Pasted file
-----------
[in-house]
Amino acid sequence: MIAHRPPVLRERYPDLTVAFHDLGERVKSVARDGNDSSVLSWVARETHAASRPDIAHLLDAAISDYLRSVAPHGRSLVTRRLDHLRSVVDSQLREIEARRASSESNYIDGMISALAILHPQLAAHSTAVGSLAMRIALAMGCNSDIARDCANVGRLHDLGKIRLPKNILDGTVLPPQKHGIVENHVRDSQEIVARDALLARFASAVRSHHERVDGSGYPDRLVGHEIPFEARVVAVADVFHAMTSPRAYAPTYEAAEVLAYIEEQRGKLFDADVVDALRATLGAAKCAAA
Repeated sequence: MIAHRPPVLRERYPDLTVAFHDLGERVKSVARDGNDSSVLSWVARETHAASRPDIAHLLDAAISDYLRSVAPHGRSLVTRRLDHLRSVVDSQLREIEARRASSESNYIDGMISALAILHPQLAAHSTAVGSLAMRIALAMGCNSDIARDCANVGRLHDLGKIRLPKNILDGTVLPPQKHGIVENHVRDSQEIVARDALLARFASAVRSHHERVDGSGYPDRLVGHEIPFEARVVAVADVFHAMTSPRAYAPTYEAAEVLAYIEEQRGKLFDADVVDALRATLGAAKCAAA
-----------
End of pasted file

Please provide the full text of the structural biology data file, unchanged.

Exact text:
[in-house]
Amino acid sequence: MIAHRPPVLRERYPDLTVAFHDLGERVKSVARDGNDSSVLSWVARETHAASRPDIAHLLDAAISDYLRSVAPHGRSLVTRRLDHLRSVVDSQLREIEARRASSESNYIDGMISALAILHPQLAAHSTAVGSLAMRIALAMGCNSDIARDCANVGRLHDLGKIRLPKNILDGTVLPPQKHGIVENHVRDSQEIVARDALLARFASAVRSHHERVDGSGYPDRLVGHEIPFEARVVAVADVFHAMTSPRAYAPTYEAAEVLAYIEEQRGKLFDADVVDALRATLGAAKCAAA
Repeated sequence: MIAHRPPVLRERYPDLTVAFHDLGERVKSVARDGNDSSVLSWVARETHAASRPDIAHLLDAAISDYLRSVAPHGRSLVTRRLDHLRSVVDSQLREIEARRASSESNYIDGMISALAILHPQLAAHSTAVGSLAMRIALAMGCNSDIARDCANVGRLHDLGKIRLPKNILDGTVLPPQKHGIVENHVRDSQEIVARDALLARFASAVRSHHERVDGSGYPDRLVGHEIPFEARVVAVADVFHAMTSPRAYAPTYEAAEVLAYIEEQRGKLFDADVVDALRATLGAAKCAAA